Susan Sontag, an author of the essay “Imagination Disaster,” explores the world of science fiction as she discusses the tropes in films from the mid-1900s. Throughout her essay, Sontag analyzes why these types of films were created, and basically ties her discussion with humanity. With the growing technological advances, science fiction films state specific things about how science threatens humanity. She also ties her discussion to how sci-fi films tend to serve an attempt at distributing a balance between humanity and the technological world. Sontag claims that science fiction films has suspense, shock, surprises, has an inexorable plot, and how they invite a dispassionate, aesthetic view of destruction and violence.
Mary Shelley's Frankenstein is a cautionary tale of man's dangerous ambition when testing the boundaries of technology. It combines Shelley’s intuitive perception of science with the vast scientific discoveries of the 17th, 18th, and 19th centuries, specifically the discovery of the nature of electricity. In Frankenstein, electricity serves as the technological tool which creates the monster, giving life to an assemblage of lifeless body parts. Medical experiments of the time demonstrated how a dead frog leg would jolted with the injection of electricity. This phenomenon served as a bridge between science (electricity) and nature( biology).
In other words, the light of science in Frankenstein is creation. Furthermore, Victor Frankenstein pursued his scientific abilities too far and suffered the consequences of life. Light begins as a symbol with the letters at the beginning of Frankenstein. Walton writes letters to his sister informing her that he is on his way to eternal light. As his letters continue, the light is described in detail.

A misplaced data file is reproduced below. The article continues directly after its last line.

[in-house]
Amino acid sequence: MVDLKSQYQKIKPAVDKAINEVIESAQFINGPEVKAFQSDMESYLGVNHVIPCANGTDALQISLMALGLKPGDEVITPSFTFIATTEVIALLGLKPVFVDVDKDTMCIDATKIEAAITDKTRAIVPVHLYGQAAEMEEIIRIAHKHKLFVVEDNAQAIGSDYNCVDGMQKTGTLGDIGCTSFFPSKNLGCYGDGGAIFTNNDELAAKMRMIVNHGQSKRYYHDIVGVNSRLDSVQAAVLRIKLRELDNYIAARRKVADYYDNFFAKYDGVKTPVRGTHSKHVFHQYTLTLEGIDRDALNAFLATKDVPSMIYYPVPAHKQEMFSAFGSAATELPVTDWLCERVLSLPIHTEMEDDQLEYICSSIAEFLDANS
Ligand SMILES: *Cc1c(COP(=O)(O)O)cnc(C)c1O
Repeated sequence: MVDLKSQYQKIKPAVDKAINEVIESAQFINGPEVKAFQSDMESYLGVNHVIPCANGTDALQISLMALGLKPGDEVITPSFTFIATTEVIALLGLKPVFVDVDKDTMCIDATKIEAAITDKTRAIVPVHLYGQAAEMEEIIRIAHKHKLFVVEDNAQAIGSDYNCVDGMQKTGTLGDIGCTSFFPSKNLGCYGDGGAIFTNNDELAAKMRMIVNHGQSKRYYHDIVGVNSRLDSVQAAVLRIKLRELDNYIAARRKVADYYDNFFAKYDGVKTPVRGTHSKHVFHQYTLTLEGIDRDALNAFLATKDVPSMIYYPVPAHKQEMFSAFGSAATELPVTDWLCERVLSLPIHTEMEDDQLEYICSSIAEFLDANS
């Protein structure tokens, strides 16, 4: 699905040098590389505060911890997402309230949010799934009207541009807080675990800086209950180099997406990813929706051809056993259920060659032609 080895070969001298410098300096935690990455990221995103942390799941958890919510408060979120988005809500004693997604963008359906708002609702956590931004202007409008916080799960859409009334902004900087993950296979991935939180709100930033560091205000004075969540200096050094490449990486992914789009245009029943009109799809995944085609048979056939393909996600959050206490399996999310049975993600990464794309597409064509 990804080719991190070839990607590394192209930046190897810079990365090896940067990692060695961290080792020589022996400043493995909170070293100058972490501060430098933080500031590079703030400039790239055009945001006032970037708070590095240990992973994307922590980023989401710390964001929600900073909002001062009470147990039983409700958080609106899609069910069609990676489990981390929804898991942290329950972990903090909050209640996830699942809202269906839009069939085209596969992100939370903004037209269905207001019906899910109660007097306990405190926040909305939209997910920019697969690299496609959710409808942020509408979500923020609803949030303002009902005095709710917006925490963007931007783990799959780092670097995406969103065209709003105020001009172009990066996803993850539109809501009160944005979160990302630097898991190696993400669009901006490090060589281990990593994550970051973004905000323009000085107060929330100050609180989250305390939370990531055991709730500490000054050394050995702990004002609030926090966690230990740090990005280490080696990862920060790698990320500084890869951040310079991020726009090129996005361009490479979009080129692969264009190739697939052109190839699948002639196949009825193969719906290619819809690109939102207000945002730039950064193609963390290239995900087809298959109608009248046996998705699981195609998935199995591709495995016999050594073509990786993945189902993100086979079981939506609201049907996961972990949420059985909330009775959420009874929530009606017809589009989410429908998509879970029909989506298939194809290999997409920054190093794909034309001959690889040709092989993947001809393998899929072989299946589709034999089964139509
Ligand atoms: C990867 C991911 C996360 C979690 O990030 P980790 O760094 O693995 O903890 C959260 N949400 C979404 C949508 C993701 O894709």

Frankenstein, written by Mary Shelley in 1818, is recognized as the most famous literary romantic and gothic novel that uses various types of languages and themes to convey a message to readers. Frankenstein is best known for the defying laws of nature in which Victor Frankenstein reanimates life with his knowledge of science. The novel denotes darkness which could originate from Shelley’s many experiences with deaths or the influences of the Romanticism period that Shelley lived in. The creation of Frankenstein was established in 1818 with three other Romantic authors who challenged themselves to write a horror story. Frankenstein was created on Shelley’s determination to come up with the most terrifying story, and a dream about a scientist
“Whenever the creation order is inverted, there is disorder, destruction, and death. When we tamper with this order, even a little, we become life-takers rather than life-givers”(J. Ligon Duncan III ). This quote plays a large part in the overall literature that is Frankenstein; it pulls together the attributes of the story in a way I haven’t seen before. This essay will be focusing on the relationship between the gothic novel of Frankenstein, and the greek myth of Prometheus. It will be a compare and contrast of the dueling stories.